When you connect with the Creator, you will expand your consciousness of infinity and eternity. You will plug into the source of all serenity. Each time you make a blessing, or pray, or perform a good deed, you will be connecting with your love for your Father, your King, Creator and Sustainer of the universe. You will be able to connect with the love that your Creator has for you. Gaining this awareness will add a spiritual dimension to all aspects of a person’s life. Those who have integrated this live an elevated life and make wiser choices.
-from Rabbi Zelig Pliskin’s book, Serenity, p.93
Image: ABC.net.au / Rocky Roe
The plague struck swiftly, perhaps not by human standards, but certainly quickly enough to sicken three-quarters of the people of the Earth within fifteen years. At first the disease seemed very widespread and indiscriminate, but five years into the plague, the CDC’s Chief Epidemiologist, Dr. Sandra Fry, determined that it was most virulent in high population centers with a heavy industrial base.
The nation with the largest number of deaths by year five was China, which correlated very highly to their level of pollution and generally poor environmental standards.
However, as the plague progressed, the Euro-Asian continent fell, as did North and South America. By year ten, four billion people were dead. Disposal of the bodies in any civilized manner was impossible due to the shortage of manpower and resources, so they were bulldozed into mass graves.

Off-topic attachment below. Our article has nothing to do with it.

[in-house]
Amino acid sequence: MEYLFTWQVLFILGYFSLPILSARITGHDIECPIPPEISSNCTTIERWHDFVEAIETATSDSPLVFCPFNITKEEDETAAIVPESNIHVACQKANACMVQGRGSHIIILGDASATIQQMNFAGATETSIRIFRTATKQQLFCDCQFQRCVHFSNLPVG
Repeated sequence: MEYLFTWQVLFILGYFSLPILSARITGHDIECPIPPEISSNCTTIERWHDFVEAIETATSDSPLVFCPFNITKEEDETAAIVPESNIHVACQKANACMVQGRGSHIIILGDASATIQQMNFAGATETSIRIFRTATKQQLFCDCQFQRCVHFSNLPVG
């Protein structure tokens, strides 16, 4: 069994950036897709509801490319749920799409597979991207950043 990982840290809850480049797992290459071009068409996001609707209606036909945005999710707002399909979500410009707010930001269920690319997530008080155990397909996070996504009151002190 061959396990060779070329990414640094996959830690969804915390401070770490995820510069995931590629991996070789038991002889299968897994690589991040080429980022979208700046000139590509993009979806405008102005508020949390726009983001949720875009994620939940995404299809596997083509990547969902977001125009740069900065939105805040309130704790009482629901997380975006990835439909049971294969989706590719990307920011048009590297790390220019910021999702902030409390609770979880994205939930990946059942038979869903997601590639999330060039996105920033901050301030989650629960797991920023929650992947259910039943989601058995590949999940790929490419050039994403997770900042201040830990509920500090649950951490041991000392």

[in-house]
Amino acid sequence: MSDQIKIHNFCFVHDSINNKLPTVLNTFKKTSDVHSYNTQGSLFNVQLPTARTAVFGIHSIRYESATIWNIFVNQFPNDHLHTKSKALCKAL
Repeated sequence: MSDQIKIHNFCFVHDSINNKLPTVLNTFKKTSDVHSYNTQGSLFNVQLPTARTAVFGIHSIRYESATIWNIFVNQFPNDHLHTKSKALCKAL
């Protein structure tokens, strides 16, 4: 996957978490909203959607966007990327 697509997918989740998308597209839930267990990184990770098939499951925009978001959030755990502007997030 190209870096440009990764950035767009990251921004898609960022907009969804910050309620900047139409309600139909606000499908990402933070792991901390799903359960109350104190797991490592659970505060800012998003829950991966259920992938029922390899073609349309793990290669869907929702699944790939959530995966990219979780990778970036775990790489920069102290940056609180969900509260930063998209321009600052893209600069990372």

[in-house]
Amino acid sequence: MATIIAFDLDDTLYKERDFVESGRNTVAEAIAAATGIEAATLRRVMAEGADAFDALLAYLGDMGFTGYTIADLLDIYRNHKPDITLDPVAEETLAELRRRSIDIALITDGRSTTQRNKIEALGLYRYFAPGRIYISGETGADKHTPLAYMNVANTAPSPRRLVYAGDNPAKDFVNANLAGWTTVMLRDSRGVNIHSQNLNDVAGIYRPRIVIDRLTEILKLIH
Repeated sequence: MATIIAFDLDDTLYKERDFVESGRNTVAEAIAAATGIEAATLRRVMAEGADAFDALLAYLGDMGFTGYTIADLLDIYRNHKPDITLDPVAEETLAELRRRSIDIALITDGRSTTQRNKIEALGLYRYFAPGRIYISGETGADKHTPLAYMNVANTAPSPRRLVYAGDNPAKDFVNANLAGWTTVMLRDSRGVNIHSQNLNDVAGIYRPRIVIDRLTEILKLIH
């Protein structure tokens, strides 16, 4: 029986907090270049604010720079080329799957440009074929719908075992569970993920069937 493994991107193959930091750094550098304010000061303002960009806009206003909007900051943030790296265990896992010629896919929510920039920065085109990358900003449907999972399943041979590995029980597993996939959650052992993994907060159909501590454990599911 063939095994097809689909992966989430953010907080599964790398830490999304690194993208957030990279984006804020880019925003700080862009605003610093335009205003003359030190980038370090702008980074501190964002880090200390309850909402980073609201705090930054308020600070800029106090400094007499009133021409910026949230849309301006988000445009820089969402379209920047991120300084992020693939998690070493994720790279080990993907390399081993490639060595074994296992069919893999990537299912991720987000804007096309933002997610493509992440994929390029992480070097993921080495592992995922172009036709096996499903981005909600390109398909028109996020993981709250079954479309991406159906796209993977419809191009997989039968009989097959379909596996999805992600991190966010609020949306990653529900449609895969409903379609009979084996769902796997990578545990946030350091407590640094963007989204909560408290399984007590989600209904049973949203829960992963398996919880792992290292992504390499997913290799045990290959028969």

I promised a sequel to The Robot Who Loved God and here it is. Hopefully, it will address a lot of the reader’s analysis found here. I think I’ve added some interesting twists and surprises that you might not have anticipated from the way the previous story ends.
I’ve edited this story to the best of my ability (and patience to keep reading and re-reading it). No doubt there are still typos and other problems. Please let me know when you find them and I’ll do my best to fix everything.
I’ll post more about this short story after the conclusion.
Act One: The Failed Maker
“What do you mean you can’t make another one?” Richard Underwood didn’t shout. He spoke in a breathy whisper, shock and outrage strangling his throat.
Professor Noah Abramson, Ph.Ds. in Physics and Molecular Computing, Vice President of Research and Development at the National Robotics Corporation (NRC), and the creator of the world’s first fully functional Positronic brain had been dreading this moment all morning.
Eight months ago, for one shining and tragic week, Abramson and his Positronics Lab team had activated George, the Positronic Asimovian Robot (PAR) fifth edition prototype and put the experimental robot through his paces. Then they deactivated him, but not before George offered up a revolutionary revelation to the Professor and his team, that an artificially intelligent and self-aware humanoid robot had come to faith in the God of Israel, Noah Abramson’s God.